Usually, these three domains with their antagonistic functions are separated. In some bacteria, however, they occur as composite (fusion) proteins. In this case, GGDEF domain is covalently linked to either EAL or HD-GYP domains. Alternatively, bifunctional enzymes that can switch, in a binary fashion, between DGC and PDE activity also existhe t.
c-di-GMP is a secondary messenger that exerts its function through binding to the target effector component. It acts allosterically, binding to the effector component at a site away from the effector’s active site and inducing a conformational change in the effector to modify its function.
c-di-GMP effectors can be categorized into four families:
- PilZ family of proteins (named after a type IV pilus control protein in P. aeruginosa): these may be attached to the carboxyl terminus of the GGDEF, EAL and/or HD-GYP domains or a domain that produces a molecular product such as alginate or cellulose.
- C-di-GMP-binding transcription factor FleQ of P. aeruginosa: this is a repressor. Inactivation by c-di-GMP alleviates its repressive function, subsequently allowing transcription to take place.
- PelD of P. aeruginosa: this is activated by binding c-di-GMP at a site that resembles the I site in proteins bearing the GGDEF domain.
- Effectors regulated through the I site: The first example of effectors that operate in this way is the C. crescentus PopA protein; when c-di-GMP binds to its I site, PopA sequesters CtrA, a replication inhibitor.
Cellular processes are altered as a result of c-di-GMP targeting of effector proteins. The process affected is dependent on the identity of the targeted effector. For example
- Transcription is altered if the effector is a transcription factor.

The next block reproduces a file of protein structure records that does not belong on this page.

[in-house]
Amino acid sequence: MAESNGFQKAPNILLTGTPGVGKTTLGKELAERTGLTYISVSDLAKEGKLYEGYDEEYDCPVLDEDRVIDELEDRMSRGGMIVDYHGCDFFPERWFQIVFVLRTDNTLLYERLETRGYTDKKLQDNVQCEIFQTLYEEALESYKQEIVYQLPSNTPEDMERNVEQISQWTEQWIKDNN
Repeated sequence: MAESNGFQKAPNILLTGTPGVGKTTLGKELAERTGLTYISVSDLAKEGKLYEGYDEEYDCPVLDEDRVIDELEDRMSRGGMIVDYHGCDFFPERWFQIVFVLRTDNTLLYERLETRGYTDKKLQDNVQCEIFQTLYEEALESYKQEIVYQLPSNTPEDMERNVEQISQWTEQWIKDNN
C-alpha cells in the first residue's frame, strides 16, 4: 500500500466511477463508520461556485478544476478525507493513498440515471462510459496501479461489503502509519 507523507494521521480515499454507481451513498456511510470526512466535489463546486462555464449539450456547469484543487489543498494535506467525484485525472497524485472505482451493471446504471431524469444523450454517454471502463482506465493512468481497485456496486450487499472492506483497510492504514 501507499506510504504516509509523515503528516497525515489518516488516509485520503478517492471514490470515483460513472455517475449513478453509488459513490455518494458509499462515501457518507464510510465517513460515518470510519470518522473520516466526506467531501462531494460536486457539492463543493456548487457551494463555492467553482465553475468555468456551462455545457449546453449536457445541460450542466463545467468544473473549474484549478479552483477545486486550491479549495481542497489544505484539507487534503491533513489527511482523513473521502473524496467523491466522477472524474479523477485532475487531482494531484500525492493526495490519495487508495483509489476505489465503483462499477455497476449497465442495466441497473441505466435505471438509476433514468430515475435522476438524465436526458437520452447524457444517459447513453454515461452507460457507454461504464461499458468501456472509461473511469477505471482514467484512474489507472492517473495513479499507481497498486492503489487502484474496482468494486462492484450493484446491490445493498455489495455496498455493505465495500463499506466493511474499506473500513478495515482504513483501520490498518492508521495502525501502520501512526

- Elongation or translation if the effector is a riboswitch
- Proteolysis if the effector is a protein-degrading enzyme
- Cell motility if the effector is the flagella or cell adhesion of the effector is an adhesion
In addition to these processes, c-di-GMP signaling plays an essential role in virulence; small concentrations of c-di-GMP molecules are required to induce virulence gene expression in the host. Further, c-di-GMP signaling has been implicated in cell cycle progression, antibiotic production and other cellular functions. The mechanisms that underpin these effects are, however, still under study.
Adhesion and biofilm formation
The c-di-GMP effector system in P. fluorescens illustrates how the switch between motile and sessile (biofilm) states occurs via c-di-GMP signaling. LapD is an inner membrane effector protein that binds c-di-GMP through its EAL domain. Inside-out signaling mechanisms, in which intracellular signals induce extracellular effects, allow LapD signal inputs to impact cell-surface levels of the biofilm adhesin LapA.
In the absence of c-di-GMP, LapD exists in an autoinhibited state, whereby the GGDEF domain prevents C-di-GMP from gaining access to the EAL domain. As such, LapD’s periplasmic domain (the area that exists between the inner cytoplasmic membrane and the bacterial outer membrane) cannot bind the LapG protease. LapG is thus free to cleave LapA from the cell surface, thereby preventing biofilm formation.
When cytoplasmic C-di-GMP levels increase, its allosteric effect on LapD results in a conformational change within the GGDEF that allows EAL domains to dimerize. This conformational change is relayed to the periplasmic face of LapD, which is permissive to LapA binding. LapG is no longer able to cleave LapA , allowing biofilm formation to occur.